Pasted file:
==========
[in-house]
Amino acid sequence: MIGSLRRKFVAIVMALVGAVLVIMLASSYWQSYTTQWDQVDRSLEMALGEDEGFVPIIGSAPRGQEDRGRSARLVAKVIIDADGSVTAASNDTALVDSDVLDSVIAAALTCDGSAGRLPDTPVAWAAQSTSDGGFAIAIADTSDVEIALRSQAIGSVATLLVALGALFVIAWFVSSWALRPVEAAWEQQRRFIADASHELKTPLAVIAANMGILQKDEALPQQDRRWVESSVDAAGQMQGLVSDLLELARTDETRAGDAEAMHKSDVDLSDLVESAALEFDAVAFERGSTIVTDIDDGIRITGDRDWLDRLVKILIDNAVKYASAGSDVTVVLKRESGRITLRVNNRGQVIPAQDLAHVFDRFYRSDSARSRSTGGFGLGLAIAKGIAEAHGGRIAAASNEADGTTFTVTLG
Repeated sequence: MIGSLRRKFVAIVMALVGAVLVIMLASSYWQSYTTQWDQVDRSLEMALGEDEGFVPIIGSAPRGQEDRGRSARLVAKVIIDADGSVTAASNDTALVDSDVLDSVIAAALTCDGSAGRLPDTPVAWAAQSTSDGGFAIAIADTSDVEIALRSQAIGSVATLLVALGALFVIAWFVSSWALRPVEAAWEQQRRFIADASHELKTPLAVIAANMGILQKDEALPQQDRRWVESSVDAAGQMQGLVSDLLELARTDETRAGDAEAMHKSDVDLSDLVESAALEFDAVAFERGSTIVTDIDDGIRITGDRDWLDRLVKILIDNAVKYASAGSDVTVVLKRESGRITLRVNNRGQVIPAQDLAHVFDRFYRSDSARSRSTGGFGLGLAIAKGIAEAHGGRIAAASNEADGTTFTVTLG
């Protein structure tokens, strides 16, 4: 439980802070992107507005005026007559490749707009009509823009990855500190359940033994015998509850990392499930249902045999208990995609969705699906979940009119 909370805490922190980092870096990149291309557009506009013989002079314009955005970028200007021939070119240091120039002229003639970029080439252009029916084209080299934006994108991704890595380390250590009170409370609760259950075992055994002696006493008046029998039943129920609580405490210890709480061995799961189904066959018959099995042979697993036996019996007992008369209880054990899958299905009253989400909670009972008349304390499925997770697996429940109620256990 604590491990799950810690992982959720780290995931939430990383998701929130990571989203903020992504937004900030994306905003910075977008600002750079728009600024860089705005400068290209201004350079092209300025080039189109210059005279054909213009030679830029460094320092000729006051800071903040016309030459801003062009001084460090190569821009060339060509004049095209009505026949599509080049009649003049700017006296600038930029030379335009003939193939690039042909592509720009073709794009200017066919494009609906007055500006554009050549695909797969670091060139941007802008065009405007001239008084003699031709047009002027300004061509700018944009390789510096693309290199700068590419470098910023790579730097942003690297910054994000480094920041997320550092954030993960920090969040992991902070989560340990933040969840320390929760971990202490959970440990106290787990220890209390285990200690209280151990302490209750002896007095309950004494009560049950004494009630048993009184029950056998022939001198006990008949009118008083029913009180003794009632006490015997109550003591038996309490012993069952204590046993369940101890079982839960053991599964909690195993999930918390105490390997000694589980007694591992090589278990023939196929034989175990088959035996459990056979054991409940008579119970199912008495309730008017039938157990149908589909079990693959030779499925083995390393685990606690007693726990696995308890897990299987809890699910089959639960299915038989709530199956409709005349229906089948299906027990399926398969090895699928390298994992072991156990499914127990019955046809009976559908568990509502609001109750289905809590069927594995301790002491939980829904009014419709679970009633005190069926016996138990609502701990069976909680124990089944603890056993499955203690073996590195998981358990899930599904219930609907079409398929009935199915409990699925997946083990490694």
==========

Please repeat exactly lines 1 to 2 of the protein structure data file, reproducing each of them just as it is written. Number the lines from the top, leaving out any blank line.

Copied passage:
[in-house]
Amino acid sequence: MIGSLRRKFVAIVMALVGAVLVIMLASSYWQSYTTQWDQVDRSLEMALGEDEGFVPIIGSAPRGQEDRGRSARLVAKVIIDADGSVTAASNDTALVDSDVLDSVIAAALTCDGSAGRLPDTPVAWAAQSTSDGGFAIAIADTSDVEIALRSQAIGSVATLLVALGALFVIAWFVSSWALRPVEAAWEQQRRFIADASHELKTPLAVIAANMGILQKDEALPQQDRRWVESSVDAAGQMQGLVSDLLELARTDETRAGDAEAMHKSDVDLSDLVESAALEFDAVAFERGSTIVTDIDDGIRITGDRDWLDRLVKILIDNAVKYASAGSDVTVVLKRESGRITLRVNNRGQVIPAQDLAHVFDRFYRSDSARSRSTGGFGLGLAIAKGIAEAHGGRIAAASNEADGTTFTVTLG